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May 20, 20080 found this helpful

We have 3 cats and none of them scratch the furniture, although they will scratch on the carpeting occasionally. We have 2 cat condos with scratching posts, a scratching pad that looks like a little ramp, and a Turbo Scratcher which they love to play with and scratch...you can do a search for them on the internet to see what they look like. I even found some videos on YouTube of cats playing with them!

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May 20, 20080 found this helpful

We have 3 neutered males and 2 spayed females cats AND they do not scratch the furniture BECAUSE when I see them getting ready to "do it", I squirt them with water that comes out of an old windex bottle. When they see me heading toward the squirt bottle they all vanish knowing all to well that one of them is going to be squirted!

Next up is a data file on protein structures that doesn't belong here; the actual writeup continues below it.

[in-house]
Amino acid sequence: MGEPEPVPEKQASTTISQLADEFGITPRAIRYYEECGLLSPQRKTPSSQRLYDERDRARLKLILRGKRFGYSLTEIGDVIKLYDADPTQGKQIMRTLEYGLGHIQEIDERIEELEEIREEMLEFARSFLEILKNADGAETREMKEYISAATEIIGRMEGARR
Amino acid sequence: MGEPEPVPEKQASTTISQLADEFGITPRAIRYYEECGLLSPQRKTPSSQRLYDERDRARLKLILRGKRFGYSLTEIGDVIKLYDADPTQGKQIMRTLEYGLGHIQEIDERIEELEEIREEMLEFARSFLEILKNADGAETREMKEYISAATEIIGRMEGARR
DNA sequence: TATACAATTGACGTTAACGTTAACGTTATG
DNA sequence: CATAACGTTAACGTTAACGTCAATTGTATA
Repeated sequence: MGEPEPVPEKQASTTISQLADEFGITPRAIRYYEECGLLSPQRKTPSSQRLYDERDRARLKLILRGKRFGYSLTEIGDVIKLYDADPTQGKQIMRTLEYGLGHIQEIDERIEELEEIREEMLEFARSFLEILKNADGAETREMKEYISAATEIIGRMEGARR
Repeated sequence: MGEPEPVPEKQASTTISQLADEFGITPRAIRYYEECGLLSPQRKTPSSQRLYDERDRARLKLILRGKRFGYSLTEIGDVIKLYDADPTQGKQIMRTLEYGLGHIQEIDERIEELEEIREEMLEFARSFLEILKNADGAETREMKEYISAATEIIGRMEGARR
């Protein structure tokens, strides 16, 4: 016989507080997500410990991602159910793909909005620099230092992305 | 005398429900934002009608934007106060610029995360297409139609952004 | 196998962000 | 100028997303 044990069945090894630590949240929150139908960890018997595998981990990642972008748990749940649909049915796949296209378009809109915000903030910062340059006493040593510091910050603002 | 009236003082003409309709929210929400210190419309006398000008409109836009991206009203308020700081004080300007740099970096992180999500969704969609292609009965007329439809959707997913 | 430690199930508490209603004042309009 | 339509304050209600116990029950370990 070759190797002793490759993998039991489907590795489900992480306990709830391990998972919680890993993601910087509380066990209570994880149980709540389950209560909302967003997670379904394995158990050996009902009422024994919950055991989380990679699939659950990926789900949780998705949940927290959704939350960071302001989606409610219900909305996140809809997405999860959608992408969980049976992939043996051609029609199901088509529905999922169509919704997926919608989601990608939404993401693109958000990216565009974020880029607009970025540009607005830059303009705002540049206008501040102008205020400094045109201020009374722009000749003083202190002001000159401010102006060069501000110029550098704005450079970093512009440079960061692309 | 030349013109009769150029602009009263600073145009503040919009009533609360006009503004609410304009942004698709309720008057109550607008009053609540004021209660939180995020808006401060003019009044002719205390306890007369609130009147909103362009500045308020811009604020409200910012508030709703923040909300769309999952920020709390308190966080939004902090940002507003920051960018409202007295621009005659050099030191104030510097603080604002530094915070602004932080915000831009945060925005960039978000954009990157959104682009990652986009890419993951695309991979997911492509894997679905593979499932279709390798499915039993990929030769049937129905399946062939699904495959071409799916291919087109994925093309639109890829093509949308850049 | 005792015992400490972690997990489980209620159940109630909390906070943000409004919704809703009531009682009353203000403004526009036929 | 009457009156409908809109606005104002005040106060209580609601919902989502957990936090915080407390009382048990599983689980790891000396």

They know they are not to scratch on the furniture or whatever the offense may be, like jumping up on the kitchen cabinets etc. We bought them a special rug that they can scratch on. I just took their paws and showed them where they could scratch at by rubbing their little paws on the rough fabric AND now that is the only place they go too to scratch. We live in a small 1216 square foot home and have a real 3 piece set of leather furniture and it is still fine.

Good luck and I know this does work and quickly to train them to not do what they are doing no matter what it may be.

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May 20, 20080 found this helpful

My cat is 13, and has developed some bad habits, but I drape matching throws over the arms of my couch and love seat. He is not interested in scratching on the arms when they are covered.

We have a scratch post and a scratch box, but he still likes the furniture, if the throws are not covering up the arms.

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May 20, 20080 found this helpful

Most commercial scratching posts are perfect in size for kittens but too short for adult cats, especially large ones. How high on your furniture has your cat been scratching? Although the bases seem wide and stable enough, vigorous scratching near the top can pull the post over... usually onto the cat! Feeling insulted, they never go near the post again.